Many injured workers are concerned about the income they will lose if they can no longer work for a short time, a long time, or indefinitely. Workers’ Compensation benefits in Massachusetts may make up for a portion of the income or wages you miss while you cannot work.

Temporary partial incapacity benefits may be available under Mass. Gen. Laws Ch 152 § 35 for those whose injuries are not permanent and inhibit them from working somewhat but not entirely. Claimants might be able to work reduced hours or in a lower-paying position. You may receive 75% of what your benefits would be if your injuries were temporary and total, as described below. You can receive these benefits for up to 260 weeks.

Temporary total benefits are for those whose injuries are not permanent and do not allow them to work. According to Mass. Gen. Laws Ch. 152 § 34, you may claim up to 60% of your gross average weekly income for no longer than 156 weeks.

Permanent and total incapacity benefits may be available under Mass. Gen. Laws Ch. 152 § 34A if your injuries are of a permanent nature and prevent you from doing any work. These benefits may last indefinitely and make up for two-thirds of your gross average weekly income.

Medical Expenses

You may also have many medical expenses paid for through Workers’ Compensation. Reasonably necessary medical treatment may be covered, and there is generally no explicitly stated limit on coverage. As long as your medical treatment is necessary for your recovery, it should be covered. Suppose the insurance company pushes back on your claims and argues that some of your treatment was not medically necessary. In that case, we can talk to your doctors and prove how all your treatment was necessary for your recovery.

Specific Injuries

Under Mass. Gen. Laws Ch. 152 § 36(1), compensation may be available for specific injuries. The total loss of one eye may be compensated by a sum equal to your average weekly wage multiplied by 39. The loss of both eyes should be multiplied by 96. If you suffer vision impairment that glasses or contacts may correct, compensation should equal your average weekly wage multiplied by 7.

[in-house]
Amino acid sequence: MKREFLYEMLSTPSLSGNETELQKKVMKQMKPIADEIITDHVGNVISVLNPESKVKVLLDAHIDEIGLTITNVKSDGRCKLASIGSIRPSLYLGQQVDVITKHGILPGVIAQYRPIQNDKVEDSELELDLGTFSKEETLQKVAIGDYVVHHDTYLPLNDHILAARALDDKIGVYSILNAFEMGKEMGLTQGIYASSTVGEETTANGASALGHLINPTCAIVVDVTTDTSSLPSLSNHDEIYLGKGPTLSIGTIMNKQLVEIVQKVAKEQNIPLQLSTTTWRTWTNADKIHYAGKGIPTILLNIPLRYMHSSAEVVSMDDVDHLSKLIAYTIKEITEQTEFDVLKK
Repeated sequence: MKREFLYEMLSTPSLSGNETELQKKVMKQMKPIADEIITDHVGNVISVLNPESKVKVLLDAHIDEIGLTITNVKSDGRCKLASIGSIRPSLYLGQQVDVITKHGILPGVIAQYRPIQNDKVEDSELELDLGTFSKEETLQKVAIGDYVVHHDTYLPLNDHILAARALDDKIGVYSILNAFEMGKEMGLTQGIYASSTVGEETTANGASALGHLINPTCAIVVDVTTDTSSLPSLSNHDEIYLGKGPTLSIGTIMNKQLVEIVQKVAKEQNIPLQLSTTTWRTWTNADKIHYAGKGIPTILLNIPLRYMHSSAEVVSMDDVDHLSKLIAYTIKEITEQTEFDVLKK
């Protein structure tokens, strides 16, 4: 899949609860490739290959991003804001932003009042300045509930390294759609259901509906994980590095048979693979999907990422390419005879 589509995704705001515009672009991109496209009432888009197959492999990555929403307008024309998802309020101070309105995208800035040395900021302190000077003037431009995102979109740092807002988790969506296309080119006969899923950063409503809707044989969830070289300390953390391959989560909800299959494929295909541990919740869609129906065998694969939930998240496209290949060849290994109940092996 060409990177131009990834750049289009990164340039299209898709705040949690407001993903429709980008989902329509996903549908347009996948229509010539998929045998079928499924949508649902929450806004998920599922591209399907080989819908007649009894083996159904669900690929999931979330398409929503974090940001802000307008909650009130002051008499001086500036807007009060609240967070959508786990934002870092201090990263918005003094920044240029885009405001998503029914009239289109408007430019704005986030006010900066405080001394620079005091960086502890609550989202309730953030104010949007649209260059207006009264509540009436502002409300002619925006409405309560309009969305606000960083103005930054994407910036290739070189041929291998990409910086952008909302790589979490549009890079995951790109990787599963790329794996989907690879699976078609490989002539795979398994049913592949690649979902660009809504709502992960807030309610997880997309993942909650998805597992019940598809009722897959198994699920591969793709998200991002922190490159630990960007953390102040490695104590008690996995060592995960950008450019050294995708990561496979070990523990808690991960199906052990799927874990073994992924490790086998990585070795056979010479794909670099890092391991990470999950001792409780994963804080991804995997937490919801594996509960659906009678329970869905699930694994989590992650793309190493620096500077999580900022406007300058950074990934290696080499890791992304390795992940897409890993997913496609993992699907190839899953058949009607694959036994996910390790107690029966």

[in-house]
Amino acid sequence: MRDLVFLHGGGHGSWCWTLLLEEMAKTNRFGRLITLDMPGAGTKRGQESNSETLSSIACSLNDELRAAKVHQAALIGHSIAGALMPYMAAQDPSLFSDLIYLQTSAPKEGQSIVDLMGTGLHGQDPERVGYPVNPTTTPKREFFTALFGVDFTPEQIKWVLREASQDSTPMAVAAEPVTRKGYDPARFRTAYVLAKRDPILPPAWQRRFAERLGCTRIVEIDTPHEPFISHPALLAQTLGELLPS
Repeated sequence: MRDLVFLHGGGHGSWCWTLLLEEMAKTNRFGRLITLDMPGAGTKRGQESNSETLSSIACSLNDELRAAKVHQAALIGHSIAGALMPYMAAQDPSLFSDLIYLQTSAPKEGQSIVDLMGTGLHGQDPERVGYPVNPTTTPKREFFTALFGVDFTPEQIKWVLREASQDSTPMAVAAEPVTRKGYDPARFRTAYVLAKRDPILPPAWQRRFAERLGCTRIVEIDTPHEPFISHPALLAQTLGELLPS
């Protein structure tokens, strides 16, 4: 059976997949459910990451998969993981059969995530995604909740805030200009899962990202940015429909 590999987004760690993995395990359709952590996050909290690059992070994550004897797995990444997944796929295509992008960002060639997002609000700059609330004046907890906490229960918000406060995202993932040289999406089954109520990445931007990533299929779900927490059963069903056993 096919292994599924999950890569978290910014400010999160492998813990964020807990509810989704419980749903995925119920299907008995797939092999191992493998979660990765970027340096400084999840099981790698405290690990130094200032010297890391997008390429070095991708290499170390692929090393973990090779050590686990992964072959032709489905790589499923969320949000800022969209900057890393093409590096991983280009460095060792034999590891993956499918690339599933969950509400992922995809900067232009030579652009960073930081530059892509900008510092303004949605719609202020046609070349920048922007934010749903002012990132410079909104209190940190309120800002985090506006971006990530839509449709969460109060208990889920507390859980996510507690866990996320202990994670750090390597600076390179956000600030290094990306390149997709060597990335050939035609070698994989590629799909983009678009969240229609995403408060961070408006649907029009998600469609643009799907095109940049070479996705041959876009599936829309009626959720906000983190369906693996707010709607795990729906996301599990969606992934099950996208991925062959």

Loss of hearing should also be compensated. If hearing is lost in one ear, the sum should be equal to your average weekly wage multiplied by 29. If hearing is lost in both ears, multiply by 77.

Amputations of the major arm, compensation should equal your average weekly wage multiplied by 43. Multiply by 39 for the amputation of a minor arm. For the loss of both arms, multiply by 96. If you lost a hand, multiply your average weekly wage by 34. If you lost only part of a hand, multiply by 29. For the loss of both hands, multiply by 77. For the amputation of a leg, multiply by 39. For both legs, multiply by 96. Multiply your average weekly wage by 29 for the loss of a foot and 68 for both feet.

Compensation for bodily disfigurement may vary based on the extent of the disfigurement and where it is located on your body. However, compensation for disfigurement may not be more than $15,000.

Reasons to Hire an Experienced Attorney for Your Workers’ Compensation Case in Norwood, MA

If you were injured at work and want to file a claim for Workers’ Compensation, hire an experienced lawyer first. While your employer should report your injuries to the insurance company, things do not always turn out this way. Employers might not submit your claim or keep accurate records of the accident and the time you missed work.

In such cases, a lawyer can help you assert your rights as an injured worker and demand the compensation you are entitled to. Your lawyer can also make sure the insurance company pays you the full extent of your benefits so you are not short-changed.

Contact Our Norwood, MA Workers’ Compensation Lawyers Now

Talk to our Workers’ Compensation lawyers at the Law Office of John J. Sheehan by calling (617) 925-6407 and ask for a private, free case evaluation.